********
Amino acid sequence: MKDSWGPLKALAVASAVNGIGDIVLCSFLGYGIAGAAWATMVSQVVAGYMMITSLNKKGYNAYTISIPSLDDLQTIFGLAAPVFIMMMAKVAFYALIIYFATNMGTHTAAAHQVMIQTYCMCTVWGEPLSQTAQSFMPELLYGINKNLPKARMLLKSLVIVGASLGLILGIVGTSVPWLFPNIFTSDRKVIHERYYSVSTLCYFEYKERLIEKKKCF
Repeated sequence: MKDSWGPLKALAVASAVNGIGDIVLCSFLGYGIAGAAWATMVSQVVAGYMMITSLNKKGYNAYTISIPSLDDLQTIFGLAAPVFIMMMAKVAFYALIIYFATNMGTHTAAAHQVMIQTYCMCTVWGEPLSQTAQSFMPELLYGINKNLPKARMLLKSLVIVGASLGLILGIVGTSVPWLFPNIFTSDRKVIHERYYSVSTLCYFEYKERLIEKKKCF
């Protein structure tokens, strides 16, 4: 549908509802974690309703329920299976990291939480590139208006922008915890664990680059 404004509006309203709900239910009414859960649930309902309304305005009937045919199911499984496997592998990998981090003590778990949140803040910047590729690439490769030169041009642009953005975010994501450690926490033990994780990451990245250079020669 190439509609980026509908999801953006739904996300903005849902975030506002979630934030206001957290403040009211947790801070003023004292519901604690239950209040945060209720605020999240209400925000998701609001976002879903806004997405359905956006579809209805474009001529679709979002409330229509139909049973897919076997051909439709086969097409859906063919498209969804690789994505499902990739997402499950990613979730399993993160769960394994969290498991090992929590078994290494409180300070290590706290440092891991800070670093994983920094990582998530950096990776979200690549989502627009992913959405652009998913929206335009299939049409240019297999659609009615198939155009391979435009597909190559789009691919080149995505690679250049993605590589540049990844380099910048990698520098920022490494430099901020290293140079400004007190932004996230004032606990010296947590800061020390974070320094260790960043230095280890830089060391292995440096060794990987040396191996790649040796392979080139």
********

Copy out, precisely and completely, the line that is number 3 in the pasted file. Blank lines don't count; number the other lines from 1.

């Protein structure tokens, strides 16, 4: 549908509802974690309703329920299976990291939480590139208006922008915890664990680059 404004509006309203709900239910009414859960649930309902309304305005009937045919199911499984496997592998990998981090003590778990949140803040910047590729690439490769030169041009642009953005975010994501450690926490033990994780990451990245250079020669 190439509609980026509908999801953006739904996300903005849902975030506002979630934030206001957290403040009211947790801070003023004292519901604690239950209040945060209720605020999240209400925000998701609001976002879903806004997405359905956006579809209805474009001529679709979002409330229509139909049973897919076997051909439709086969097409859906063919498209969804690789994505499902990739997402499950990613979730399993993160769960394994969290498991090992929590078994290494409180300070290590706290440092891991800070670093994983920094990582998530950096990776979200690549989502627009992913959405652009998913929206335009299939049409240019297999659609009615198939155009391979435009597909190559789009691919080149995505690679250049993605590589540049990844380099910048990698520098920022490494430099901020290293140079400004007190932004996230004032606990010296947590800061020390974070320094260790960043230095280890830089060391292995440096060794990987040396191996790649040796392979080139």